Wednesday, March 20, 2013

Around The Nation

For One Week, Pennsylvania High School Has Gay-Straight Alliance
Chambersburg Area Senior High School
CHAMBERSBURG, PA -- In an attempt to avoid litigation by the American Civil Liberties Union, (ACLU), the Chambersburg School District notified the ACLU Wednesday afternoon that until the March 27 meeting of the school board, a Gay-Straight Alliance Club can gather at the Chambersburg Area Senior High School. The board's notification also indicated that the GSA Club also can enjoy every benefit of a school club until the board meets to vote on the issue.
Vic Walczak, the ACLU's Pennsylvania legal director, said that had the school district had not acted before the deadline, the ACLU would have been headed to U. S. District Court to file a lawsuit next week. Walczak told the local paper that he believes the case is nearly a certainty.
"We've never had to go to court on this issue," said Walczak. "We went back and pulled records on the issue. Since 2009, Chambersburg would be the fourth district we have had to send a letter to. All three settled before court." 
Walczak added that while a fight over a GSA has never entered the courts in Pennsylvania, he noted that nine court cases nationwide backed the ACLU's position. He cited the three Pennsylvania districts that had required a letter before school board members relented and allowed a club: Waynesboro Area School District in 2009, Brownsville Area School District in Fayette County in 2012, and Hermitage School District in Mercer County in 2009. 
According to the Public Opinion newspaper, the American Family Association's Pennsylvania Chapter says it's not that simple.
"We believe strongly the school board made the right decision at the end of last month," said Diane Gramley, AFA Pennsylvania director. "We believe the ACLU is using some tactics along with Equality Pa. to force the school board to change their mind on the issue."
She noted a seldom-used portion of the federal Equal Access Act of 1984 - the law the ACLU says the school board violated when it denied the Gay-Straight Alliance club. The Equal Access Act guarantees equal opportunity and treatment for all non-curricular, student-led clubs. 
"(The Equal Access Act) also has the portion about not approving a GSA," said Gramley. "If you look at the Equal Access Act, it was first instituted to allow good news [christian] clubs to participate in schools." 
Gramley said that the school board could abolish every single club - the school has around 30 - to remove the need for equal access adding that the school board didn't have to approve the club and could require parental signatures for all clubs at the school.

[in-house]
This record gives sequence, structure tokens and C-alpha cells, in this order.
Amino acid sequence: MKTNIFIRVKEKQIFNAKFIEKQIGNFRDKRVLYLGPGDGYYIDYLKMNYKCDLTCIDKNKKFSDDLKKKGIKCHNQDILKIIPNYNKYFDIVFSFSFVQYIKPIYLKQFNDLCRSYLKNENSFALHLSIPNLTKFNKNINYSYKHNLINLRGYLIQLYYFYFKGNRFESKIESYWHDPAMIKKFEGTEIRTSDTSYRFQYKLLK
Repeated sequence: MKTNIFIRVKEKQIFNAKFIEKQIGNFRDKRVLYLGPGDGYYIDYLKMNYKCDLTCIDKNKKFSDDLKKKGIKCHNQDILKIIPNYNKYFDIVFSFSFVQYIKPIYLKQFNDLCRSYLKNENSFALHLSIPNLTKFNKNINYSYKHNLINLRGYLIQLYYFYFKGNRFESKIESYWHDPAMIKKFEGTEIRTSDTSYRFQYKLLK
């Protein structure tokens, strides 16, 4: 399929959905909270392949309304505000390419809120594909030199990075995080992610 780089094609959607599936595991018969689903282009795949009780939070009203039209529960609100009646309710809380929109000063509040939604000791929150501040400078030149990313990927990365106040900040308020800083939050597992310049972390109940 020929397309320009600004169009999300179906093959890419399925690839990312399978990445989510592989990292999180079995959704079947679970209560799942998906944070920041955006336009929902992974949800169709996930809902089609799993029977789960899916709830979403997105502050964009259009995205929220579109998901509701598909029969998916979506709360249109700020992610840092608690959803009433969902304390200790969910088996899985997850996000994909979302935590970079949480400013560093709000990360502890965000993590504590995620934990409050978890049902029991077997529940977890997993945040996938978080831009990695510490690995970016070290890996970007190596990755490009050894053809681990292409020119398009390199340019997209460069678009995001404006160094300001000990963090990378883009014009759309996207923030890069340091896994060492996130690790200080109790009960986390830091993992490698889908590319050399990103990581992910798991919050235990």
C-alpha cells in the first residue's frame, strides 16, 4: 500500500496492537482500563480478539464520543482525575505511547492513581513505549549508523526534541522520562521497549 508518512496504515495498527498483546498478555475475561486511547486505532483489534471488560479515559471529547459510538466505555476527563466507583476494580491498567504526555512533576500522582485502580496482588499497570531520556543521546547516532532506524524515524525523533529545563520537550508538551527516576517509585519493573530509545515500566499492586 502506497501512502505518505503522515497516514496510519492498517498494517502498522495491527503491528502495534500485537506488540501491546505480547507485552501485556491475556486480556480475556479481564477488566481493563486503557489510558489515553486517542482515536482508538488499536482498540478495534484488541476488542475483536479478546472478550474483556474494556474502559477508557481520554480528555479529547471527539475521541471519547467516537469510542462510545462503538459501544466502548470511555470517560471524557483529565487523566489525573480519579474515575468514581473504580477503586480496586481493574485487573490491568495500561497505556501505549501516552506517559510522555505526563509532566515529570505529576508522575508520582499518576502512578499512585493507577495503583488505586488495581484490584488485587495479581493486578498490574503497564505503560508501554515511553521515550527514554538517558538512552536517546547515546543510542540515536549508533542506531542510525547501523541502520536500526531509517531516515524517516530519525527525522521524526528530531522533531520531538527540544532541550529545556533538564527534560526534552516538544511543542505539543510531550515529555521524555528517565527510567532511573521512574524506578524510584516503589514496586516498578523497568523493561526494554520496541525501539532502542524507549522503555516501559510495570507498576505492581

"Other states have done this - school boards have passed policies which would require parental consent for student participation in any club," Gramley said.
The ACLU's legal director questioned the veracity of Gramley's suggestion regarding requiring parental consent;
"Is there something wrong with this club that someone would need to have a note signed," said Walczak. "If they want to pick a fight they can do that."
New Jersey
NJ Governor Christie Undecided On Legislation To Ban Ex-Gay Therapy
NJ Governor Chris Christie, (R) * File Photo
STONE HARBOR, NJ -- Speaking at a news conference Wednesday, New Jersey Republican Governor Chris Christie said that he's undecided on whether the state should ban the controversial use of "gay conversion therapy." Christie told reporters that he only knows little about the method.
"I'm of two minds just on this stuff in general," he said."Number one, I think there should be lots of deference given to parents on raising their children. I don't — this is a general philosophy, not to his bill — generally philosophically, on bills that restrict parents ability to make decisions on how to care for their children, I'm generally a skeptic of those bills. Now, there can always be exceptions to those rules and this bill may be one of them."
The governor said he had yet to look at the bill and as is his custom, won't review the legislation until the final version hits his desk after passage by the state's lawmakers.
Last year, the California state legislature passed a similar bill that was signed into law in September by Gov. Jerry Brown.
Following months of legal maneuvers by both supporters and opponents, a three-judge panel of the 9th U.S. Circuit Court of Appeals issued an emergency order last month putting the California law on hold until it can hear full arguments on the issue.The law was set to take effect Jan. 1.
After a hearing in Trenton on Monday, the Senate’s health committee approved a bill that would ban licensed counselors from using “conversion therapy” on gays. Supporters called the practice damaging and demoralizing, while bill opponents accused state lawmakers of interfering with the counselor-patient relationship and intruding on parents' rights.
Reporters also asked the governor about Ohio Sen. Rob Portman's decision this past week to support same-sex marriage after his son revealed to him he is gay. While he still opposes same-sex marriage, Christie praised Portman, a fellow Republican;
"But as far as how it affects my view, no," Christie said, "because that question implies that somehow this is a political judgment and for me it's not."